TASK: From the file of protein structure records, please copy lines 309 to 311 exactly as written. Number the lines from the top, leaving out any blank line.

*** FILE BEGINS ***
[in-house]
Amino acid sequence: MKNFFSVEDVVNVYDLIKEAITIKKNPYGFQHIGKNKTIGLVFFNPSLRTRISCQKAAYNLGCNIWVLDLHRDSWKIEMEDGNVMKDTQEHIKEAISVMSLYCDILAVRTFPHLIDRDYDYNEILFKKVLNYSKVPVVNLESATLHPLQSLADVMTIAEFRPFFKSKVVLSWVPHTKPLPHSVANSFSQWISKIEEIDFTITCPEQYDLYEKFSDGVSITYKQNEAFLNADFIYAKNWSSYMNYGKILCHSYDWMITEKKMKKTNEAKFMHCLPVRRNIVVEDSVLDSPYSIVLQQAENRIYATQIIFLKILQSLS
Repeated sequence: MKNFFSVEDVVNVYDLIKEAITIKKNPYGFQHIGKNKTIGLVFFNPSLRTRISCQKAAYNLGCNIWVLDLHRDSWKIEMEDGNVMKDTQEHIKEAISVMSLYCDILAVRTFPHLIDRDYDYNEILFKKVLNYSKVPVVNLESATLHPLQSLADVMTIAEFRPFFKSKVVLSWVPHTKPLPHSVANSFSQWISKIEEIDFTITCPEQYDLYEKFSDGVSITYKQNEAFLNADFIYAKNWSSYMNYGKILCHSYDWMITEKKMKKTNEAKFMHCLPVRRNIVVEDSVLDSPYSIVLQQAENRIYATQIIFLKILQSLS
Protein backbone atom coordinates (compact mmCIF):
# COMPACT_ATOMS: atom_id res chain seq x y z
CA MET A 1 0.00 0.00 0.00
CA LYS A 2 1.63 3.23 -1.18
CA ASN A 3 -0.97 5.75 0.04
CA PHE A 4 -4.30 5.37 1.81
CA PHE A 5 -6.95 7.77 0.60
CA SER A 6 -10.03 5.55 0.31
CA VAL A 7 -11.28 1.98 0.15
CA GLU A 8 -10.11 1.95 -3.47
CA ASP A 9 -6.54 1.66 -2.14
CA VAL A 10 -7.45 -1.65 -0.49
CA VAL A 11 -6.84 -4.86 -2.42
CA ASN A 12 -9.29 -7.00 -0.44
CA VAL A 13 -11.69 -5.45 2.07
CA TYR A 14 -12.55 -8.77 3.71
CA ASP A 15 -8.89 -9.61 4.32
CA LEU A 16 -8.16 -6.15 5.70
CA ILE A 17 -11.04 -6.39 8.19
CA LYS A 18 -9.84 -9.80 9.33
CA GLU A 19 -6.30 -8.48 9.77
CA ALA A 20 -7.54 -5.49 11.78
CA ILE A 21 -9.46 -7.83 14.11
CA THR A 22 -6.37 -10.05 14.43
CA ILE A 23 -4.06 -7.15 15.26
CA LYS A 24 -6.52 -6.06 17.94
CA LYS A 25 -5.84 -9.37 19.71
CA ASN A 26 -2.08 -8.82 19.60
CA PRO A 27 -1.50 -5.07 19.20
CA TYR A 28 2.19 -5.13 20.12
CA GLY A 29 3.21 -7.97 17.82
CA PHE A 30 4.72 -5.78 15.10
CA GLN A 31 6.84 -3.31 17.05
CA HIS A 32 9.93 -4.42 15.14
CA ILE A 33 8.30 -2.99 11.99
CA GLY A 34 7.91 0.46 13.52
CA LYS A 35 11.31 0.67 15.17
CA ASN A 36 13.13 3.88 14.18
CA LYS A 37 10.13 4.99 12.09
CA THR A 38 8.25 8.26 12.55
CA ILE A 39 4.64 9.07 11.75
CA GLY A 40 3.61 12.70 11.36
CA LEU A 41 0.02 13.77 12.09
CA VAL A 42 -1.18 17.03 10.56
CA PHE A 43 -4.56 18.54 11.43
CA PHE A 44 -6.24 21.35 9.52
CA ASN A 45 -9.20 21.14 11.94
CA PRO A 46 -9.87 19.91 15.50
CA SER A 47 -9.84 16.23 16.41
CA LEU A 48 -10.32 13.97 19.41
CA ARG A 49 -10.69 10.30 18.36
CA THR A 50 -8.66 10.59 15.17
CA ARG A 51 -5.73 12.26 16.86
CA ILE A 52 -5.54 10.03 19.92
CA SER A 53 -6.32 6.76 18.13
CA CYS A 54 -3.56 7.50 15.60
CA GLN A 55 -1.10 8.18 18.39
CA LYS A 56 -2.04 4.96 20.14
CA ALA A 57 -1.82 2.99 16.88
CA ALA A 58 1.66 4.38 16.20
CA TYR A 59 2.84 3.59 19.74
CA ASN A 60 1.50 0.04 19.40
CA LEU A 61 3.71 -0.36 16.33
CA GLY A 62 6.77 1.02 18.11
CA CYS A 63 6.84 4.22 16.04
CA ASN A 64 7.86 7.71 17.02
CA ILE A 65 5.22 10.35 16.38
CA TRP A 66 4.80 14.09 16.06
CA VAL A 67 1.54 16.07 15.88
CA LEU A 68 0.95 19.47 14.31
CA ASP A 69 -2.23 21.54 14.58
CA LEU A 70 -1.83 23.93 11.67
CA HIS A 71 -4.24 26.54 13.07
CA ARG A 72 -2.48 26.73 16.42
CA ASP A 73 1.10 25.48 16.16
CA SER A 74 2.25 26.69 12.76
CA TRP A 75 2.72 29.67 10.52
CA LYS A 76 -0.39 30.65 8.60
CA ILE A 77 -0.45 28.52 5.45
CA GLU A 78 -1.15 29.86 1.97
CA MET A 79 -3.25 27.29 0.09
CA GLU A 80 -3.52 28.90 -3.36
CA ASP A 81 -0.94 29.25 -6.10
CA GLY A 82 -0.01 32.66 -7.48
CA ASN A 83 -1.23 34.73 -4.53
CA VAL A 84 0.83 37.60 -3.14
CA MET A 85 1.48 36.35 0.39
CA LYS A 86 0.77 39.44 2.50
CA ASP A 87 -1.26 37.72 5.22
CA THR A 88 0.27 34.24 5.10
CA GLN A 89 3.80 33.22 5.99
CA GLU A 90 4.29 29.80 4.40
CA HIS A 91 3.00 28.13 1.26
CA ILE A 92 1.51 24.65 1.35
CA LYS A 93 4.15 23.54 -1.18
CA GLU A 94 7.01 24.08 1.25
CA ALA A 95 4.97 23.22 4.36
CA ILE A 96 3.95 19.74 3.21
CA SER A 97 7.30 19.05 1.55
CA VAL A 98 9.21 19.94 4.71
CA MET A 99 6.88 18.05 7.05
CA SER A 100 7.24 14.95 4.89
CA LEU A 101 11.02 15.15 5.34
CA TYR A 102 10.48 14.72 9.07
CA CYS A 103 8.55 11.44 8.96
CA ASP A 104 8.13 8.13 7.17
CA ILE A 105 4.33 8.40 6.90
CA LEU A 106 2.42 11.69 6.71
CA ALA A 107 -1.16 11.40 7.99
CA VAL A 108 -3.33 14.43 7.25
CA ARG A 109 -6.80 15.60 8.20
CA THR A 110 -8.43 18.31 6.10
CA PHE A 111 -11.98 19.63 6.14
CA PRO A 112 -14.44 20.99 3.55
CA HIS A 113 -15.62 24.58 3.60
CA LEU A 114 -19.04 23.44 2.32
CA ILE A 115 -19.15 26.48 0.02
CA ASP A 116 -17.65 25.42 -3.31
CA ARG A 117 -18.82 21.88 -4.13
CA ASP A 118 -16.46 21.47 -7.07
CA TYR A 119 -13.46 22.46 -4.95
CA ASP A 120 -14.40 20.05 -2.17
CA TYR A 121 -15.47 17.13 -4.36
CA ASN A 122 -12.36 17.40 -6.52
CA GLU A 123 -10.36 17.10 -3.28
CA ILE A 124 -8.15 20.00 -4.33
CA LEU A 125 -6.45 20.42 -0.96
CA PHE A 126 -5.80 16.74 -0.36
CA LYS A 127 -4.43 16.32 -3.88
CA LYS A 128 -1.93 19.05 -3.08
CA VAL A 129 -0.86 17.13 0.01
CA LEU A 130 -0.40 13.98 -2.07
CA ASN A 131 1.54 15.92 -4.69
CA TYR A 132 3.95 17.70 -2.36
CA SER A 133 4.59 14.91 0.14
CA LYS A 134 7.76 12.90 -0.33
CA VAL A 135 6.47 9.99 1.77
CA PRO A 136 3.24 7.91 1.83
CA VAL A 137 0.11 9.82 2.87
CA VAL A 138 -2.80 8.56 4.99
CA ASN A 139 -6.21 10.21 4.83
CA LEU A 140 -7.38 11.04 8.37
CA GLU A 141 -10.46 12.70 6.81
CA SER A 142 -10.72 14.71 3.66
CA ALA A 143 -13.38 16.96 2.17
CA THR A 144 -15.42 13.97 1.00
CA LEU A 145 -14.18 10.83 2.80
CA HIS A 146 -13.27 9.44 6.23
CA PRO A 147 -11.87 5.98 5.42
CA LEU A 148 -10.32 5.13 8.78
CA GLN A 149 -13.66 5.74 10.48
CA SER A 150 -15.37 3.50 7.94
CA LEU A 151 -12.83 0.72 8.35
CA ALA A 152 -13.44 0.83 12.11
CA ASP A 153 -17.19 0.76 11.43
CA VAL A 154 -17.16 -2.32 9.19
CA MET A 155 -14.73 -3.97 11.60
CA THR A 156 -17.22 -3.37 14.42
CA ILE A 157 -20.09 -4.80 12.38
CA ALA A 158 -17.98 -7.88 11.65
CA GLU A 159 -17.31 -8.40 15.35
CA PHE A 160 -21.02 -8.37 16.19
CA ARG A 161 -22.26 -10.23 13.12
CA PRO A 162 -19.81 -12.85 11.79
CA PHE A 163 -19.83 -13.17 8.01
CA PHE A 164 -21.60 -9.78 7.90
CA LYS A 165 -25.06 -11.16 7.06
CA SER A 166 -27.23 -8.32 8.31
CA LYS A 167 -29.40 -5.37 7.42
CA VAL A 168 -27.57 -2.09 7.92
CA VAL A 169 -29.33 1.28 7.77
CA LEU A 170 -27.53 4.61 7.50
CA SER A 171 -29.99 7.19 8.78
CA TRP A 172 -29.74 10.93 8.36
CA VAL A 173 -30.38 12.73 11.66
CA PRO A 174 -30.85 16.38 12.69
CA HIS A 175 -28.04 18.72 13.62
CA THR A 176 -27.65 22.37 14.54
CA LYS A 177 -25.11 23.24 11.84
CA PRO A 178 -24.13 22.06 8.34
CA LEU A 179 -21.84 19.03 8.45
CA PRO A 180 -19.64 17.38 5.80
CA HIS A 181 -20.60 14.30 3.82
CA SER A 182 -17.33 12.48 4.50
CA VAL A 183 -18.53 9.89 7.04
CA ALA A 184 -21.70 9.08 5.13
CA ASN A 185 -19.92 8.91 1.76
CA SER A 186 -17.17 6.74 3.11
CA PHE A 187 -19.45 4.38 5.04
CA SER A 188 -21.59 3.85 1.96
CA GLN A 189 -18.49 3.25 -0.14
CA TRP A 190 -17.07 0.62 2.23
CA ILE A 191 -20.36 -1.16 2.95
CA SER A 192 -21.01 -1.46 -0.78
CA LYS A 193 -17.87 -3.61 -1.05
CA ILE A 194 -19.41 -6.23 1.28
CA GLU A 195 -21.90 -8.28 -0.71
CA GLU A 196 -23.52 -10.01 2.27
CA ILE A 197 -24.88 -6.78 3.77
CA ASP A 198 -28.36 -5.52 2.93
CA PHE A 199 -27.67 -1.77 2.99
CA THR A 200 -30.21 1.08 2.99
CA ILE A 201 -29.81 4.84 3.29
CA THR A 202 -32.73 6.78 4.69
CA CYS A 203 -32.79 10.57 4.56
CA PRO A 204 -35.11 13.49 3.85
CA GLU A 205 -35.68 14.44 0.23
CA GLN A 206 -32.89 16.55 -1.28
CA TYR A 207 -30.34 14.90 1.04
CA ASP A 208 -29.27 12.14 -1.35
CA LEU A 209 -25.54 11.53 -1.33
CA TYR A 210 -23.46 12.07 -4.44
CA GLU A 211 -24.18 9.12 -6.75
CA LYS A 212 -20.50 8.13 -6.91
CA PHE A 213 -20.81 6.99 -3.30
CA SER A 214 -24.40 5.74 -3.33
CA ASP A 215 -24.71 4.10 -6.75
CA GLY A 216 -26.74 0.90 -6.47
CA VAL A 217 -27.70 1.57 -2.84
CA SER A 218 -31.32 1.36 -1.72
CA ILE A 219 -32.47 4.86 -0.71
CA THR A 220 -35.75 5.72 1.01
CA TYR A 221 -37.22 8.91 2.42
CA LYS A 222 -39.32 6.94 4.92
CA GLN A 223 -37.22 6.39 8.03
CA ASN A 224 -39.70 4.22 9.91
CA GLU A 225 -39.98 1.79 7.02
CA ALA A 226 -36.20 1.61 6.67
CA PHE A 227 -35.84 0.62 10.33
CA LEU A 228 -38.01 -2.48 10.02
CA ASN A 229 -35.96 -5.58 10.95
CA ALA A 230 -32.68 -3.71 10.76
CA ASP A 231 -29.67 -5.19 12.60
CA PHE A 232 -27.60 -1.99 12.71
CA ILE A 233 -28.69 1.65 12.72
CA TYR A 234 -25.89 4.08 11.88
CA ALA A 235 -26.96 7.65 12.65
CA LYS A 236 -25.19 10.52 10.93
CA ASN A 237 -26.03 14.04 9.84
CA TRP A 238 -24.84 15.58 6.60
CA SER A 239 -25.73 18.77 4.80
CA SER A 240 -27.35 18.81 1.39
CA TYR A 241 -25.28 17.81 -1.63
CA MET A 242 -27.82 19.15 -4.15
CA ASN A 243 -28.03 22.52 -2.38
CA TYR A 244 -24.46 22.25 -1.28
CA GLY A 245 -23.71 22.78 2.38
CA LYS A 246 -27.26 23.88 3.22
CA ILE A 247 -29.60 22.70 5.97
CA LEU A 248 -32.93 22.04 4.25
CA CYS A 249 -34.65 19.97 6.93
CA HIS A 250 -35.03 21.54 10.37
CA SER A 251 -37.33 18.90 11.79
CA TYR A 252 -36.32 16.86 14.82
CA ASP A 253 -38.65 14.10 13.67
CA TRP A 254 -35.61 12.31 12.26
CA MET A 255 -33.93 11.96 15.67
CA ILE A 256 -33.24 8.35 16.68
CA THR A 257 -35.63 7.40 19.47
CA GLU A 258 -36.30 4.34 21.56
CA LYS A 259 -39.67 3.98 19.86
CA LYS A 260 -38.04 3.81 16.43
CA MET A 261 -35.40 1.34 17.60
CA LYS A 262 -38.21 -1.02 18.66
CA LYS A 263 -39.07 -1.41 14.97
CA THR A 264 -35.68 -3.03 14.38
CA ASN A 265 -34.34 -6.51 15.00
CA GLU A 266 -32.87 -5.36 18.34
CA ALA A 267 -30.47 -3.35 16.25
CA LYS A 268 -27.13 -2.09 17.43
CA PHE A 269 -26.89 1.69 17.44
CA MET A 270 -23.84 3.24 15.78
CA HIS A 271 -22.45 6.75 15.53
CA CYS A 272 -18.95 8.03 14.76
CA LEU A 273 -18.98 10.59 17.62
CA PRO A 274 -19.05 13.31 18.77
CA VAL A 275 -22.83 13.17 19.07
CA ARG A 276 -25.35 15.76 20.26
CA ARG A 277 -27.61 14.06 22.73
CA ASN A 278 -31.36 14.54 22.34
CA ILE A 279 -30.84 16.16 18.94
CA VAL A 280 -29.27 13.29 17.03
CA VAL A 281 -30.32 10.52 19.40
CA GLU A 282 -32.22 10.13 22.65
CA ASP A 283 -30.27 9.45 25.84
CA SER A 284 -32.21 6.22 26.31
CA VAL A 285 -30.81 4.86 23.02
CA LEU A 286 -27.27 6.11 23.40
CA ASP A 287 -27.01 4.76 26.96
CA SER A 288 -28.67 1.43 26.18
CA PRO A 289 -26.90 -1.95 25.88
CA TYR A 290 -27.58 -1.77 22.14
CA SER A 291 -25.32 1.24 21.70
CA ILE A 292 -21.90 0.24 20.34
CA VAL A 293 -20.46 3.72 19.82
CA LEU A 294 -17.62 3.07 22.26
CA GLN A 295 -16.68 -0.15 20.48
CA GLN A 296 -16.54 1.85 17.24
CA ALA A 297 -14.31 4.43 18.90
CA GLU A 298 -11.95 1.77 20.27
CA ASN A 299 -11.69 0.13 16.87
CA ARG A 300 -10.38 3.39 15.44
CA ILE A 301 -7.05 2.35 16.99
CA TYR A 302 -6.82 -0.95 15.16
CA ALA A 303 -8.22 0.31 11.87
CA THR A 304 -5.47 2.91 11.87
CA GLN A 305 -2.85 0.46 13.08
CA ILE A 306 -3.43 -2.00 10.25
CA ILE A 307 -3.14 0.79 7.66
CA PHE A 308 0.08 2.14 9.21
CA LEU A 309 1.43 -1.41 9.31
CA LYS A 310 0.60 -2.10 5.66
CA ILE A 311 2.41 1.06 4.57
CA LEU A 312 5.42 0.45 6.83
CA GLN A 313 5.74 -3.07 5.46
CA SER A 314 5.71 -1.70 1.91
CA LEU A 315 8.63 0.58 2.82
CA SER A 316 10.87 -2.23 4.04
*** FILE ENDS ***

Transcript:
CA THR A 304 -5.47 2.91 11.87
CA GLN A 305 -2.85 0.46 13.08
CA ILE A 306 -3.43 -2.00 10.25